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Can J Psychiatry. 2015 Mar;60(3):117-26.

The national trajectory project of individuals found not criminally responsible on account of mental disorder in Canada. Part 3: trajectories and outcomes through the forensic system.

Author information

Associate Professor, Department of Psychiatry, McGill University, Montreal, Quebec; Associate Director, Policy and Knowledge Exchange, Douglas Mental Health University Institute Research Centre, Montreal, Quebec.
Post-doctoral Fellow, Department of Sociology, Yale University, New Haven, Connecticut; Student, Department of Criminology, Université de Montréal, Montreal, Quebec.
Director of Forensic Rehabilitation Research, Royal Ottawa Health Care Group, Brockville, Ontario.
Associate Professor, Department of Psychiatry, University of British Columbia, Vancouver, British Columbia; Senior Research Fellow, Forensic Psychiatric Services Commission, BC Mental Health & Substance Use Services, Coquitlam, British Columbia.
Professor, Department of Psychology, Université du Québec à Trois-Rivières, Trois-Rivières, Quebec; Director, Philippe-Pinel Institute Research Centre, Montreal, Quebec.
National Coordinator, National Trajectory Project, Douglas Mental Health University Institute Research Centre, Montreal, Quebec.



To examine the processing and Review Board (RB) disposition outcomes of people found not criminally responsible on account of mental disorder (NCRMD) across the 3 most populous provinces in Canada. Although the Criminal Code is federally legislated, criminal justice is administered by provinces and territories. It follows that a person with mental illness who comes into conflict with the law and subsequently comes under the management of a legally mandated RB may experience different trajectories across jurisdictions.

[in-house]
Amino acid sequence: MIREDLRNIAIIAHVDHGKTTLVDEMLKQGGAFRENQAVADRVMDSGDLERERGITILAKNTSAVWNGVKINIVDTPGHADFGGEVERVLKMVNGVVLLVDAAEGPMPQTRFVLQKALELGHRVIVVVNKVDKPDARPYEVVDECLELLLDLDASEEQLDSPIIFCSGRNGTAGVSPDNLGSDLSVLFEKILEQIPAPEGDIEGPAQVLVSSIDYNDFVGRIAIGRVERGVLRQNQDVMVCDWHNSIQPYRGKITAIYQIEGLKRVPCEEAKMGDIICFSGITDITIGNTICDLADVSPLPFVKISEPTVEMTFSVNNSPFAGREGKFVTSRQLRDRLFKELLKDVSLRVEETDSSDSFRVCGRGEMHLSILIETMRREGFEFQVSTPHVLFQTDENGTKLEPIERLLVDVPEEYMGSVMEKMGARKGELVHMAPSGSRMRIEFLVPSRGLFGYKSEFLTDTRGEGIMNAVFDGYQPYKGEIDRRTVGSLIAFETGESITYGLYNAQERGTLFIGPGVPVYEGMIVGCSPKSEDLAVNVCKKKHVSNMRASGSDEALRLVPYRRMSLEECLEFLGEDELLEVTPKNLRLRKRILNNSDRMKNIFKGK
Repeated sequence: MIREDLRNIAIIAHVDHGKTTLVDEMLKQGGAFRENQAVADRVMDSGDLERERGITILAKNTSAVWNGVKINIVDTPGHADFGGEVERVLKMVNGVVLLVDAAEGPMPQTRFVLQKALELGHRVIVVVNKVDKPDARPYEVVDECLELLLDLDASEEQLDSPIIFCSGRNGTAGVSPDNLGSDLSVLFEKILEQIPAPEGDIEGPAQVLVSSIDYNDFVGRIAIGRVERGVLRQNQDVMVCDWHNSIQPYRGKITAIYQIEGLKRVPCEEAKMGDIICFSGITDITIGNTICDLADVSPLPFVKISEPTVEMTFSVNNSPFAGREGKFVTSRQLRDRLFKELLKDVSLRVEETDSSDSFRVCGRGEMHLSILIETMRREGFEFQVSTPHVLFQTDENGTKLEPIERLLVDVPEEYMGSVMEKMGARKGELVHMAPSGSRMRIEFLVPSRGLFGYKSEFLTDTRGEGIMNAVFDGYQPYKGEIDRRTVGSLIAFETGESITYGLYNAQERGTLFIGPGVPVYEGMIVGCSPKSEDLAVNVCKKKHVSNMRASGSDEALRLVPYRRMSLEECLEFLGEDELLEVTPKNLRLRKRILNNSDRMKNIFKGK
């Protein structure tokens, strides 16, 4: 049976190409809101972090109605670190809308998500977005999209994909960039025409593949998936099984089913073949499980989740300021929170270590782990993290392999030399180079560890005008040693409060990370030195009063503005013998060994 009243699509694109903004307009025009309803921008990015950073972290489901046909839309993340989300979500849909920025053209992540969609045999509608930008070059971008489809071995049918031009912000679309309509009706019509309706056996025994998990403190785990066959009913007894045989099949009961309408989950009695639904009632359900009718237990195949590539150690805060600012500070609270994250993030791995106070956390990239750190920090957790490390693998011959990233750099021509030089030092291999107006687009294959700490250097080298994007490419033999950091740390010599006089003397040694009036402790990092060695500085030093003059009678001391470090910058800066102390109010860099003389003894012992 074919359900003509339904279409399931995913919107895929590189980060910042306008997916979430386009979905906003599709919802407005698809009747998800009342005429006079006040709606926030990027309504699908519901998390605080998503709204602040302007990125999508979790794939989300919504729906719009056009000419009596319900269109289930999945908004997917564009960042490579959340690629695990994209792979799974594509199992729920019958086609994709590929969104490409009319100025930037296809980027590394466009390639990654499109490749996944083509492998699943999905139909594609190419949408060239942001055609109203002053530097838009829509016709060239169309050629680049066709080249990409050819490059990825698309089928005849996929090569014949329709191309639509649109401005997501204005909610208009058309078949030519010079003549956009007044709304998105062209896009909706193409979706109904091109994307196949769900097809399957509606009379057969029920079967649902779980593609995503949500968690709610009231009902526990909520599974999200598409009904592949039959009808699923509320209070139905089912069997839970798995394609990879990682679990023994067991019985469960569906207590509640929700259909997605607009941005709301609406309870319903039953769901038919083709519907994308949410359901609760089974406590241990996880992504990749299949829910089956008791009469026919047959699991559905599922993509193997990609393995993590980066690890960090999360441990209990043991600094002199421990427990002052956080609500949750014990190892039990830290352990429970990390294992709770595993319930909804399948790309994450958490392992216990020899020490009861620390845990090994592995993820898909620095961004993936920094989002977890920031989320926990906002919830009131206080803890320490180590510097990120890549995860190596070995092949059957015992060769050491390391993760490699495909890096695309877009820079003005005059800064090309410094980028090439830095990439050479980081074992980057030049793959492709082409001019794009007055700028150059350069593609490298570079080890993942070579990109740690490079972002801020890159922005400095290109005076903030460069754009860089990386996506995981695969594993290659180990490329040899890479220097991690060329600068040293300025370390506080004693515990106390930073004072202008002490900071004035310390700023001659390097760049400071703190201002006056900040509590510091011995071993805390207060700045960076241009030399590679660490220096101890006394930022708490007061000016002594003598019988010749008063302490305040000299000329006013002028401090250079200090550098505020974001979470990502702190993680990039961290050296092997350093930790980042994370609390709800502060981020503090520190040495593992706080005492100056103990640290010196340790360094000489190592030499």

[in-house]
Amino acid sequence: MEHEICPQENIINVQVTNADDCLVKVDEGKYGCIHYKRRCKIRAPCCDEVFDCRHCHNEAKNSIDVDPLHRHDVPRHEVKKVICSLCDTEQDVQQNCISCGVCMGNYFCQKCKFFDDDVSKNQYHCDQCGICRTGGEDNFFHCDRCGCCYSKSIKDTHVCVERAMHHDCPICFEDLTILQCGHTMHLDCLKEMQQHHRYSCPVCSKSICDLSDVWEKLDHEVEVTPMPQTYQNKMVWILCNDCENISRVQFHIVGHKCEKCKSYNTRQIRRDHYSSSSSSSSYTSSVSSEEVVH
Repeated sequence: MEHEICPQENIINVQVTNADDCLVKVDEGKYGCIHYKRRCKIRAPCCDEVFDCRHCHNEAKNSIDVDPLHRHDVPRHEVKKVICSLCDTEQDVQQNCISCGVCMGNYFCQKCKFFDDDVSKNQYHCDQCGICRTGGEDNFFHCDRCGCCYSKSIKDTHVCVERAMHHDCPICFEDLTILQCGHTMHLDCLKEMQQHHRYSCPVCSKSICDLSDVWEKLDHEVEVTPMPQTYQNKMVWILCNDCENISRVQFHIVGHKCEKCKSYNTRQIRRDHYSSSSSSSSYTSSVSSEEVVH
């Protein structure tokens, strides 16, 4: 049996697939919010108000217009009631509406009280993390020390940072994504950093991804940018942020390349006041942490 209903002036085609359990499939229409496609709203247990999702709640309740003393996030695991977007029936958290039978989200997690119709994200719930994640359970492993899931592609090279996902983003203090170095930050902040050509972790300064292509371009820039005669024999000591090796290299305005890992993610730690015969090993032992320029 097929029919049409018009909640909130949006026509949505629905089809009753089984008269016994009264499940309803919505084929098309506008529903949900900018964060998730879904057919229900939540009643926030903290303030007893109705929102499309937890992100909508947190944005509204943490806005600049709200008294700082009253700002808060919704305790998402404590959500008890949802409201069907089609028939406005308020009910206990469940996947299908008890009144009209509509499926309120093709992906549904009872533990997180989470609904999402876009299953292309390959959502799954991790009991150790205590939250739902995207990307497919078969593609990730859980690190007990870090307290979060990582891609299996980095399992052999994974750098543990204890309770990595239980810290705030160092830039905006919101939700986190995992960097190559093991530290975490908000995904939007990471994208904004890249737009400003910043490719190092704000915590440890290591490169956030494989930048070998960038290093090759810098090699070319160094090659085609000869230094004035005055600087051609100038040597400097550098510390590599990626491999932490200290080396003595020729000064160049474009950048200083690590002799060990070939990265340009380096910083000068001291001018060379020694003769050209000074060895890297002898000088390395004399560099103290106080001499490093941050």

The National Trajectory Project examined 1800 men and women found NCRMD in British Columbia (n = 222), Quebec (n = 1094), and Ontario (n = 484) between May 2000 and April 2005, followed until December 2008.


We found significant interprovincial differences in the trajectories of people found NCRMD, including time detained in hospital and time under the supervision of an RB. The odds of being conditionally or absolutely discharged by the RB varied across provinces, even after number of past offences, diagnosis at verdict, and most severe index offence (all covariates decreased likelihood of discharge) were considered.


Considerable discrepancies in the application of NCRMD legislation and the processing of NCRMD cases through the forensic system across the provinces suggests that fair and equitable treatment under the law could be enhanced by increased national integration and collaboration.

[Indexed for MEDLINE]
Free PMC Article

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